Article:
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Apple’s new security features should help secure BYOD

Business that embrace bring your own device (BYOD) could gain from Apple's improved security features.

Apple's iOS 9 will include six-digit PIN codes as well as two-factor authentication, creating one million different PIN combinations, a far cry from the 10,000 combinations previously available using four-digit codes.

Those measures should offer relief for companies struggling to secure BYOD. An IBM study of one million BYOD and corporate-issued devices found that nearly 90 percent of companies allowing BYOD only require simple numeric PIN numbers with almost 80 percent of those only requiring four- or five-digit PINs. That could open those companies up to risk since, according to the iOS Hacker's Handbook, a short passcode can be compromised in less than 18 minutes.

David Reiff, co-founder and vice president of uBreakiFix told that the added complexity may serve other purposes as well. 

“Usability-wise it will be more of a pain to enter your passcode, I think it's going to push users to use Touch-ID rather than entering their PIN code to unlock their phone,” he said.

He added that the Touch-ID option is more secure and that Apple benefits from people using it because applications like Apple Pay and some third-party applications require users to enable the feature.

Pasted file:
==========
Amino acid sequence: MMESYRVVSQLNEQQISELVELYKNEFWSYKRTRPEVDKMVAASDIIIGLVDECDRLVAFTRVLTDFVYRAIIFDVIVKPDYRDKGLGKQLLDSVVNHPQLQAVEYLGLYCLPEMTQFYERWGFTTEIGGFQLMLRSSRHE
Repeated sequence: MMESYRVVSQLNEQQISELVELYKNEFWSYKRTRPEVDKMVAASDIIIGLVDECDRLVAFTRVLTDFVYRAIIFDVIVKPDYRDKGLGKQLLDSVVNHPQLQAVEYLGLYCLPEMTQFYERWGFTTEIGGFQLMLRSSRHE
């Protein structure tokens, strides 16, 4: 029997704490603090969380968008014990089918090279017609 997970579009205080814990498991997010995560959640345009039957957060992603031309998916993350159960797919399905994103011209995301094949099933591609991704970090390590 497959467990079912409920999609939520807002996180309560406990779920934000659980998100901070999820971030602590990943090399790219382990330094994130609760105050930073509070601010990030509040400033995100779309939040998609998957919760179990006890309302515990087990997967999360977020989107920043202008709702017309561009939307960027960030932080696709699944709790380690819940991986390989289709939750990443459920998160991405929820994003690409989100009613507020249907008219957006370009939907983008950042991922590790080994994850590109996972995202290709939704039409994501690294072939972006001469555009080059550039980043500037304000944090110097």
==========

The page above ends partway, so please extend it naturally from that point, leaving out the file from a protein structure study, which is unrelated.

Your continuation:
Apple also said that two-factor authentication will be built into OSX El Capitan and iOS 9. Once enrolled, users will be prompted for a verification code any time they sign into their Apple ID account from a new device or browser. The code will either be sent to a user's phone or will automatically display on another Apple device that is already registered. A user will be signed in after entering the code.

“I think their the goal is to get as many iCloud users using two-factor authentication,” Reiff said.

He explained that the feature also will help prevent unauthorized access to iCloud accounts, as happened in a celebrity photo hacking incident that occurred last year.

Reiff also noted the Apple placed a strong emphasis on the encryption of the data it collects on its users so that device use and behaviors aren't connected to a user's personal information.

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